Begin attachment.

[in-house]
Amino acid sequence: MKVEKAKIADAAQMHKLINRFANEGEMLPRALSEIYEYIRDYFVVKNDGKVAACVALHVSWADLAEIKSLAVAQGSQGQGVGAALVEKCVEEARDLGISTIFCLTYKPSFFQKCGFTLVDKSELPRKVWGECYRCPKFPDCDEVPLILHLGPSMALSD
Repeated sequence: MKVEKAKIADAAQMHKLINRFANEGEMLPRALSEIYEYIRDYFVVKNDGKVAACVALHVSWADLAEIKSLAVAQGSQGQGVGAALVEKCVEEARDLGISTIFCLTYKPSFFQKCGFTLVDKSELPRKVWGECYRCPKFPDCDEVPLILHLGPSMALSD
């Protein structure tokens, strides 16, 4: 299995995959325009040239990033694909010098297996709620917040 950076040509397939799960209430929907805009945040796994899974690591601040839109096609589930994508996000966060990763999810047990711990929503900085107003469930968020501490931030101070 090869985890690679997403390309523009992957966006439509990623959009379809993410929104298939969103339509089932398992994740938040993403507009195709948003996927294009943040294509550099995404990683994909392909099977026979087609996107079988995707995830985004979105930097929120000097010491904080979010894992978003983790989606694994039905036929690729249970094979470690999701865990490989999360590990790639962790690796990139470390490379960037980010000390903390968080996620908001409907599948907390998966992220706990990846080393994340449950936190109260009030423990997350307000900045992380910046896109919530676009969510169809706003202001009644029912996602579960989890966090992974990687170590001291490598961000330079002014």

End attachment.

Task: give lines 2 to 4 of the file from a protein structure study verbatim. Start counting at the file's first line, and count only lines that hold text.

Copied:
Amino acid sequence: MKVEKAKIADAAQMHKLINRFANEGEMLPRALSEIYEYIRDYFVVKNDGKVAACVALHVSWADLAEIKSLAVAQGSQGQGVGAALVEKCVEEARDLGISTIFCLTYKPSFFQKCGFTLVDKSELPRKVWGECYRCPKFPDCDEVPLILHLGPSMALSD
Repeated sequence: MKVEKAKIADAAQMHKLINRFANEGEMLPRALSEIYEYIRDYFVVKNDGKVAACVALHVSWADLAEIKSLAVAQGSQGQGVGAALVEKCVEEARDLGISTIFCLTYKPSFFQKCGFTLVDKSELPRKVWGECYRCPKFPDCDEVPLILHLGPSMALSD
């Protein structure tokens, strides 16, 4: 299995995959325009040239990033694909010098297996709620917040 950076040509397939799960209430929907805009945040796994899974690591601040839109096609589930994508996000966060990763999810047990711990929503900085107003469930968020501490931030101070 090869985890690679997403390309523009992957966006439509990623959009379809993410929104298939969103339509089932398992994740938040993403507009195709948003996927294009943040294509550099995404990683994909392909099977026979087609996107079988995707995830985004979105930097929120000097010491904080979010894992978003983790989606694994039905036929690729249970094979470690999701865990490989999360590990790639962790690796990139470390490379960037980010000390903390968080996620908001409907599948907390998966992220706990990846080393994340449950936190109260009030423990997350307000900045992380910046896109919530676009969510169809706003202001009644029912996602579960989890966090992974990687170590001291490598961000330079002014």